Sj = 1.5, namely, the output of the signal generator SIG3, when both of the signals SHa and SCa are "1", that is, when the j-th floor cage call is registered and a hall call assigned.

The ouput of the selector SEL is added to the ouptut of the register REG inserted in a later stage, by the adder ADD1, the output of which is applied to and stored in the register REG again. The register REG is cleared to zero when the reset signal RSa from the circuit of FIG. 9 becomes "1", i.e., when the j-th floor scanned by the pulses CP coincides with the position of car A. As a result, the ouput Rj from the register REG is the sum of the outputs from the selector SEL for the area from the position k of car A to the j-th floor scanned by the clock pulses CP and expressed as ##EQU3## In other words, a signal is obtained which represents a conversion of the time expected to be required for car A staying at the k-th floor to serve intermediate calls before arriving at the j-th floor, into the time required for car A to serve cage calls during the same period.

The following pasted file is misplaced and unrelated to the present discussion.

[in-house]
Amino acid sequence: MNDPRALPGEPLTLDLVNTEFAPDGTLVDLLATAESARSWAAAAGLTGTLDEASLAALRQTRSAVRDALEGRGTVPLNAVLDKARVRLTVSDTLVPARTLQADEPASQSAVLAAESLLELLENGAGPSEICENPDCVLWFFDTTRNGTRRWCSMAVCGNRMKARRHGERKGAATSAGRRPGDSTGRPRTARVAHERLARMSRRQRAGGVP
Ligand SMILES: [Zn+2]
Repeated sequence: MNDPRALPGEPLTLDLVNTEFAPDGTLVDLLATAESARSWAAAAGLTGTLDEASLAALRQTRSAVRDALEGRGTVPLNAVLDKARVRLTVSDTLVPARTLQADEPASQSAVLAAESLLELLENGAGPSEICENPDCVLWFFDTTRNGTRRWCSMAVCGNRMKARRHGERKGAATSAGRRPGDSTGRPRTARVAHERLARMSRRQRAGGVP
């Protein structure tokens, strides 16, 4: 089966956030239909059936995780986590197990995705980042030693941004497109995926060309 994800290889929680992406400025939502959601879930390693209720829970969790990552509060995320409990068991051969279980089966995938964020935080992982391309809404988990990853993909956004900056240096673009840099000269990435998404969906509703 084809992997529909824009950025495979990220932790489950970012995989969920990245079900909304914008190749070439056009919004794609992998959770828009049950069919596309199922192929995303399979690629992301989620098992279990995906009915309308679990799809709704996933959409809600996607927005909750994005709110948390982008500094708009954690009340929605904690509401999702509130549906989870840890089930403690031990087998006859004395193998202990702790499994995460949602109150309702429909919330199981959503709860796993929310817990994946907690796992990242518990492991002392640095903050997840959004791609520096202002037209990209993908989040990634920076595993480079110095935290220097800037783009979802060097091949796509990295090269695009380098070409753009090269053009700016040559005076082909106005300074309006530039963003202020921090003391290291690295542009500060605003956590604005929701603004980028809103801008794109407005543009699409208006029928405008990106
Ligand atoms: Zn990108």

The signal generator MOD is for generating a signal M associated with a stationary state of car A. Generally, when a car begins to decelerate in response to a call, the hall call generated from and the cage call for the floor involved are cleared. In response to the generation of the "1" stop signal ST indicating the deceleration of car A, the signal generator MOD produces a progressively declining signal as shown in FIG. 12. As an alternative, the generator MOD may be adapted to produce, as shown in FIG. 13, a stop signal ST divided into a signal ST1 indicative of deceleration, a signal ST2 indicative of the door being opened, a signal ST3 indicating the door open, and a signal ST4 indicative of the door being closed, so that the signal generator MOD may produce a stepped signal according to the respective conditions.